As published on rte.ie, Tuesday 8 February, 2022.
The Central Bank has warned investors that the growth of the sustainable finance market has increased the risk that some financial products are not as sustainable as claimed.
The regulator claims such "greenwashing" can see investor demand addressed by products that are marketed as sustainable but in reality are not.
"If, through inadequate or incorrect disclosures investors are misled into buying products that do not meet their sustainable expectations, it will damage the sustainable finance industry that is crucial to the transition toward greener economic activities," the bank says in its latest Securities Markets Risk Outlook Report.
"As sustainable finance becomes part of the mainstream investment process, firms need to be cognisant of their responsibilities in this space to ensure investor interests and market integrity are protected."
The annual Securities Markets Risk Outlook Report identifies key risks to securities markets in the coming year.
It also outlines the Central Bank's supervisory priorities for markets in the current year.
In the report, the bank also says it is highly unlikely at present that it will give approval for funds that are generally aimed at retail investors to begin investing in crypto assets.
It says it has seen an increases in queries in relation to whether Undertakings for Collective Investment in Transferable Securities or UCITS or Alternative Investment Funds (AIFs) may be invested into cryptocurrencies.
"At the moment, while such assets may be suitable for wholesale or professional investors, the Central Bank is highly unlikely to approve a UCITS or a Retail Investor AIF proposing any exposure (either direct or indirect) to crypto-assets, taking into account the specific risks attached to crypto-assets and the possibility that appropriate risk assessment could be difficult for a retail investor without a high degree of expertise," it said.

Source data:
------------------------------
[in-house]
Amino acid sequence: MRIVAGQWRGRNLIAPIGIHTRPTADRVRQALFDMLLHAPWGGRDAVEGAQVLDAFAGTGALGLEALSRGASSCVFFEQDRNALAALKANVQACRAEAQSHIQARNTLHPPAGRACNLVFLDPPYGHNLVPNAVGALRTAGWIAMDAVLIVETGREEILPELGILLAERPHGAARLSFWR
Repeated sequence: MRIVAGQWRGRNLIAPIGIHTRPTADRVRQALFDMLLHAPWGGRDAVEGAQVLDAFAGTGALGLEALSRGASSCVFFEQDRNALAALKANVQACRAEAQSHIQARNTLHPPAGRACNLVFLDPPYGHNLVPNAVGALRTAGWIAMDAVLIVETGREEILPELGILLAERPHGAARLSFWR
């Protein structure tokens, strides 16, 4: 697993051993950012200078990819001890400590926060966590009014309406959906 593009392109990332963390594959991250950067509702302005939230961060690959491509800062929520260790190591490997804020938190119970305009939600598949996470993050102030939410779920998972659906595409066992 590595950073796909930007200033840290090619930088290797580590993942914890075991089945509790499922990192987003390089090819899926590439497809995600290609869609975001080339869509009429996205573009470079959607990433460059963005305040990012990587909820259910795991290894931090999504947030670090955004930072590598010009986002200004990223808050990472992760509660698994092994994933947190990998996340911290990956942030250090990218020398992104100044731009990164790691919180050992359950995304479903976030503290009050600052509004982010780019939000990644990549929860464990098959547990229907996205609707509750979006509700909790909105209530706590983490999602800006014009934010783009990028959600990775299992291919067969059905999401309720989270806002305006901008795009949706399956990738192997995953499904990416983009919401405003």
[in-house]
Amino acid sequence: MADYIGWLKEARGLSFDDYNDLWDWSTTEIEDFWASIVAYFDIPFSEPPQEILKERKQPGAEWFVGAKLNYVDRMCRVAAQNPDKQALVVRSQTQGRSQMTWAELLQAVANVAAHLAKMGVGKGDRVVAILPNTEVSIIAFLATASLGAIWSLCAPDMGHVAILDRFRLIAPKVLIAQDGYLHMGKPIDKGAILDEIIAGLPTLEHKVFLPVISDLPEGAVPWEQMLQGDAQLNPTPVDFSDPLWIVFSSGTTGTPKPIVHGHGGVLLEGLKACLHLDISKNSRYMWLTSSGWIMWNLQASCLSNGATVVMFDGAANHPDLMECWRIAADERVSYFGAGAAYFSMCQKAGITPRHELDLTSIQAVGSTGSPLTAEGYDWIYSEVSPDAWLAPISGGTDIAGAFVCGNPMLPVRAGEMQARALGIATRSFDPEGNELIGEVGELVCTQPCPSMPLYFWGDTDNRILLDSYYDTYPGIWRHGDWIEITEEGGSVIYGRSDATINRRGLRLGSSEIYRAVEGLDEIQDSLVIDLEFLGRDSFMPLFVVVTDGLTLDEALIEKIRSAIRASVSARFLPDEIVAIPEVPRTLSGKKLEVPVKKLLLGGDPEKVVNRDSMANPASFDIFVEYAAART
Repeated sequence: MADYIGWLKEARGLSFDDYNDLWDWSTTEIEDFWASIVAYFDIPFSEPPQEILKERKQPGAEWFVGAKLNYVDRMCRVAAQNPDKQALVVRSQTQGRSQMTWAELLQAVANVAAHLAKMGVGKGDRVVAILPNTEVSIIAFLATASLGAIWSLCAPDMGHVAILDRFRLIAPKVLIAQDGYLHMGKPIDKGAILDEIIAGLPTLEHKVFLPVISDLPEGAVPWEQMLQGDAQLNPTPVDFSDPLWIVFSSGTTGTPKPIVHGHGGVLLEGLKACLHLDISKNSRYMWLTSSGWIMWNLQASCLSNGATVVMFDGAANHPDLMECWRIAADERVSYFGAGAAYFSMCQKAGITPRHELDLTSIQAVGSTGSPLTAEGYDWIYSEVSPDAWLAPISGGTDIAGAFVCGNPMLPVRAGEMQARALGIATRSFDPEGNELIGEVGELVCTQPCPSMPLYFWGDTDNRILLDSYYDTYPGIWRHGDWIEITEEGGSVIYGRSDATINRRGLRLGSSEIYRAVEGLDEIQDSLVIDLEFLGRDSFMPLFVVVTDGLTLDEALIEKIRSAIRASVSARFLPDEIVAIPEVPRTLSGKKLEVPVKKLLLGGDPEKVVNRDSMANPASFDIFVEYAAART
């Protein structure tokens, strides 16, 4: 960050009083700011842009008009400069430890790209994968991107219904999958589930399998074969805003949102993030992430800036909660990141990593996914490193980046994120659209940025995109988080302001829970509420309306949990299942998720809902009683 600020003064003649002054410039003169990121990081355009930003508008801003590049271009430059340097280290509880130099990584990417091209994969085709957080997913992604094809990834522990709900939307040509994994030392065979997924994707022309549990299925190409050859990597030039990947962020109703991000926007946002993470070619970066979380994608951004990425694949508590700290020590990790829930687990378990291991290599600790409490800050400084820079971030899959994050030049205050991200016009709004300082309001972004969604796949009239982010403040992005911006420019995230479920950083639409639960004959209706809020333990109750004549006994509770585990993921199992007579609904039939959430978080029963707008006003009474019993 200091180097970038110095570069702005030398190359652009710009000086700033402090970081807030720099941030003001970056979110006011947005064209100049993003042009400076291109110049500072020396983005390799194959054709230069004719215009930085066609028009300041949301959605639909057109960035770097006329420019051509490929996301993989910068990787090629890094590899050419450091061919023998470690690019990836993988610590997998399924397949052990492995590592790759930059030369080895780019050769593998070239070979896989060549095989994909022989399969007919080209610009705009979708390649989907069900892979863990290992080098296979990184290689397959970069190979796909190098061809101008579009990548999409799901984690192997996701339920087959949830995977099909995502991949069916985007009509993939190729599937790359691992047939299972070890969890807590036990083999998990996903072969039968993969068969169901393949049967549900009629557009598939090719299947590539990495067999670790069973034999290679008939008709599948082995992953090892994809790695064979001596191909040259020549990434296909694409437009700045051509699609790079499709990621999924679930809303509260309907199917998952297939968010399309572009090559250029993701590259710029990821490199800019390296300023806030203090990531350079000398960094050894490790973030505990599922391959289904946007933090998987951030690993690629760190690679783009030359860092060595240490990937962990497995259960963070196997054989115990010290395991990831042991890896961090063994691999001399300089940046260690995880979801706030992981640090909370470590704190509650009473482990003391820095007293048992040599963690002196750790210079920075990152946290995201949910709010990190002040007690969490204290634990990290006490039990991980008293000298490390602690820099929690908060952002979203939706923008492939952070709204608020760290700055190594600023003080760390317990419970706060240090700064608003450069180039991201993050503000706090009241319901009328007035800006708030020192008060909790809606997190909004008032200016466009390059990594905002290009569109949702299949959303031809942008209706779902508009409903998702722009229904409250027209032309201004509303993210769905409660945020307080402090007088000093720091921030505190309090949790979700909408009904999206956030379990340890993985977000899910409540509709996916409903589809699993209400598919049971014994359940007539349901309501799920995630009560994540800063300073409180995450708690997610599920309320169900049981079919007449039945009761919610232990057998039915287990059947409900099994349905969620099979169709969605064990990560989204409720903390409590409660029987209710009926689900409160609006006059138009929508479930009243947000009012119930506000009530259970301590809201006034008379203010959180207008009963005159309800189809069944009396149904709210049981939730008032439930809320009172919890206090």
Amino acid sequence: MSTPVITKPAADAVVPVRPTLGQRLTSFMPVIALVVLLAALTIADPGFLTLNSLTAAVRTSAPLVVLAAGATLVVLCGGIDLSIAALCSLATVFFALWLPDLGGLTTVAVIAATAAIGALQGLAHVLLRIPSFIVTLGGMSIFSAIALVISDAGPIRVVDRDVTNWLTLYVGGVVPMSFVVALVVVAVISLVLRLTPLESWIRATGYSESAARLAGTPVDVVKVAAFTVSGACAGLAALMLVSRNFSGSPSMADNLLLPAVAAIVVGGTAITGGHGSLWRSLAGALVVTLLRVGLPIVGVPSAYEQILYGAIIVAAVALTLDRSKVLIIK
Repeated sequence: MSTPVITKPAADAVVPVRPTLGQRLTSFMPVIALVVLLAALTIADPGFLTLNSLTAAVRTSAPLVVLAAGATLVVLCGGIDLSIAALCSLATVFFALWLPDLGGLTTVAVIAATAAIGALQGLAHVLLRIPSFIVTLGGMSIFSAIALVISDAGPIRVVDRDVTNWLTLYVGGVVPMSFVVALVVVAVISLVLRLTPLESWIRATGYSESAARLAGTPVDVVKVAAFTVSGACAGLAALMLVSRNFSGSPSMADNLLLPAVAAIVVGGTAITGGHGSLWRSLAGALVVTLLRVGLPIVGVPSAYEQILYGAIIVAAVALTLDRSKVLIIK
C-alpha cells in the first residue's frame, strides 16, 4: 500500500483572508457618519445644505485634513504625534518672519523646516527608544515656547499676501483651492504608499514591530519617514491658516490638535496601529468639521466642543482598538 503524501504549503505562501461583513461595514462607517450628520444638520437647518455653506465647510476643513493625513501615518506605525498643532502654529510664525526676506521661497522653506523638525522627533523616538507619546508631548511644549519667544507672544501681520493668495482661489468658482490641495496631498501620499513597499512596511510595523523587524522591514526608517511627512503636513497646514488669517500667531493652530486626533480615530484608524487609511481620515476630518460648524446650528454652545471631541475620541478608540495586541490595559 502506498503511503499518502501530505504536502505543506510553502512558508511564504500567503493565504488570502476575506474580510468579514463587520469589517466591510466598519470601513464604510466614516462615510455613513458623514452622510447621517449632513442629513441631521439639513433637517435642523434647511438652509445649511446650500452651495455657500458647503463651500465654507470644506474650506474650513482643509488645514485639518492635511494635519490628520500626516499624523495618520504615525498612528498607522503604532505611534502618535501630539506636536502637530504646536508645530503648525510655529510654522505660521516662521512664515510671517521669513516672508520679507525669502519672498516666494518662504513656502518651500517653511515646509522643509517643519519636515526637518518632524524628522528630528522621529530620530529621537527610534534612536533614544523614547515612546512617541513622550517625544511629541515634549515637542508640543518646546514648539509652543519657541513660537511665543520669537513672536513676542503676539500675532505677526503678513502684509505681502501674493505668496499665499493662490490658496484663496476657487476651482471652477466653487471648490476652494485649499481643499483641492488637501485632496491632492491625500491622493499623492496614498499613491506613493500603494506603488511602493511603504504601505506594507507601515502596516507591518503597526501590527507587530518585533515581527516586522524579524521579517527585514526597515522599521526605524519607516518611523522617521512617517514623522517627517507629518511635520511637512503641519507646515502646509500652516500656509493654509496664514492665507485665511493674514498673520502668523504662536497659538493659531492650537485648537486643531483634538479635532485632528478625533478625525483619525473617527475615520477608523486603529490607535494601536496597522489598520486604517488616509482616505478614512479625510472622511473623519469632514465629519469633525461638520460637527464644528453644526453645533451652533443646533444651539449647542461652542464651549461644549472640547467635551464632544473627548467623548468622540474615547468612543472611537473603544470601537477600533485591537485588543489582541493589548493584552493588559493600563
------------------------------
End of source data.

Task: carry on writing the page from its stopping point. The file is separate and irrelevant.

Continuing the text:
Many cryptocurrencies have been the subject of extreme volatility and wild swings in value in recent years, prompting concern among regulators about their appropriateness as an investment class.
On the issue of retail investment in the stock market, the bank says there has been a rise in recent times, attributed by some to the impact of Covid-19 restrictions and the low interest rate environment.
It also says the trading apps that offer low or zero commission rates have changed the market dynamics and the profile of the typical investor.
"Retail investing in and of itself is not a concern, but there is a risk of bad actors potentially taking advantage of social media platforms to manipulate the market," it said.
"Allied to this, there are potential regulatory issues arising from an increase in recommendations/views disseminated online by unregulated entities."
"While such commentary may be of high quality and conflicts declared, investor protection and market integrity may be compromised in some circumstances."
The regulator's report also states that it is essential that all firms operating in the stock market have appropriate plans in place to deal with the threat of cyberattacks.
"Without controls and procedures in place to identify and minimise sources of information security risk, firms run the risk of being subject to a cyberattack," it said.
"Cyber security has long been an area of focus for the Central Bank, and recent domestic cyberattacks have strengthened our resolve to ensure regulated financial service providers are adequately addressing this issue."
Regarding due diligence, the bank says it has seen evidence of fund managers and boards not undertaking sufficient scrutiny before deciding to appoint third party service providers.
It also says firms have extensive obligations to detect, prevent and report misconduct, and must review their compliance with the Market Abuse Regulations.